Krohn Conservatory (map) is open daily from 10am to 5pm. Free parking is available in nearby Eden Park surface lots. Metro’s #1 bus route also serves the facility (plan your trip now), and nearby bicycle parking is also available.

Image Provided

Arts & Entertainment News

Great ways to enjoy Cincinnati Parks

The way things are going these days, it’s tough for some families to afford a trip to the movies. Luckily, in addition to the family-friendly movies every Saturday on Fountain Square (at 7 & 9pm), the Cincinnati Parks Foundation has been showing family friendly movies in our parks all around the Cincinnati area.

Forget paying to see a movie and having to buy overpriced concessions, there are great movie options literally in your backyard! All movies start at dusk and will have concessions available.

Below are some of the remaining movie nights:

August 8th, Rapid Run Park
Movie: Madagascar 2 (there will be pre-movie events such as canoeing, face painting, balloon artist and magician)

August 14th, Mt Echo Park
Movie: Hotel for Dogs

August 29th, Mt Airy Forest
Movie: Hotel for Dogs (repeat)

If you are looking more for musical fare, the 16th annual “Its Commonly Jazz” series is being kicked off this week at Eden Park in Mt. Adams. Since I’m not really familiar with jazz and we have been provided with a relatively cool summer thus far, these concerts are a great way to get a free introduction.

The website is billing this event as “staying green”, but it’s not clear whether there is an actual intent to have eco-friendly anything or if it is just a play on words since all events are outdoors. From what I understand, you can bring a picnic to enjoy while watching the music, but I am not sure whether alcohol will be allowed. The website gives good background on each of the performers, but seems to be a bit underdeveloped beyond that.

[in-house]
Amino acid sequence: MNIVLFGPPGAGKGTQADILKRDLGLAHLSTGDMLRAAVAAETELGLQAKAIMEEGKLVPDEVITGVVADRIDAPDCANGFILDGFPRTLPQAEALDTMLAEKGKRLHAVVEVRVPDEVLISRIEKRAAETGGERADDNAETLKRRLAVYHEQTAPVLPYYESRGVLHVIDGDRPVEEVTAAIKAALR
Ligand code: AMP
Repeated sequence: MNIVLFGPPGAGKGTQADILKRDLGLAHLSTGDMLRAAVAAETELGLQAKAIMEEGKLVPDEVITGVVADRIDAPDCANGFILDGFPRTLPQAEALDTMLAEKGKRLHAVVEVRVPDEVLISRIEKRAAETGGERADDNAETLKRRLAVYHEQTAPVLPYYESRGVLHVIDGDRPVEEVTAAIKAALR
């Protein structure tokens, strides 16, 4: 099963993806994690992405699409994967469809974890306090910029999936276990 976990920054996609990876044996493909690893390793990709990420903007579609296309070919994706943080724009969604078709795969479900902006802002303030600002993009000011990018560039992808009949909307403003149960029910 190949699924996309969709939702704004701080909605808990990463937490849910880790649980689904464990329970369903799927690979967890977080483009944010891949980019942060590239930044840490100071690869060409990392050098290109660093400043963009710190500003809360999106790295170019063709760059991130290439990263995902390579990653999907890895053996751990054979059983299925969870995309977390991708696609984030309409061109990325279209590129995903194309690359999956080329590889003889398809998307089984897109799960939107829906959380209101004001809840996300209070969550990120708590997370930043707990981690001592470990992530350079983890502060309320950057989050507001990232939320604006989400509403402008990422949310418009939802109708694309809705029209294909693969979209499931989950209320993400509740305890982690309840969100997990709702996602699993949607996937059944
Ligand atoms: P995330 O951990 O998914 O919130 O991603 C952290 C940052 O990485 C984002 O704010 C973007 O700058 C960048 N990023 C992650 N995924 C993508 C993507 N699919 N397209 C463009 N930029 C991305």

Below is the line up, all shows are from 6-8pm:
August 6th – Othello Molineaux & the Art Gore Quartet
August 13th – Vintage Keys
August 20th – Terell Stafford w/ the Erwin Stuckey Trio
August 27th – Mandy Gaines and her Dream Band

Maybe the economy has made the local government and parks board boost these kinds of outdoor events, or maybe they are just better publicized these days, but I hope they keep it up. Hopefully as more people get out of doors and enjoy our local parks they will better appreciate the wonderful parks system we have and the great amount of forethought that goes into the planning of the events that are planned in them. Many people do not know we have one of the top parks systems in the nation, and these events are a great way to get out and enjoy them for free!

Photo by Jayson at Cincy Images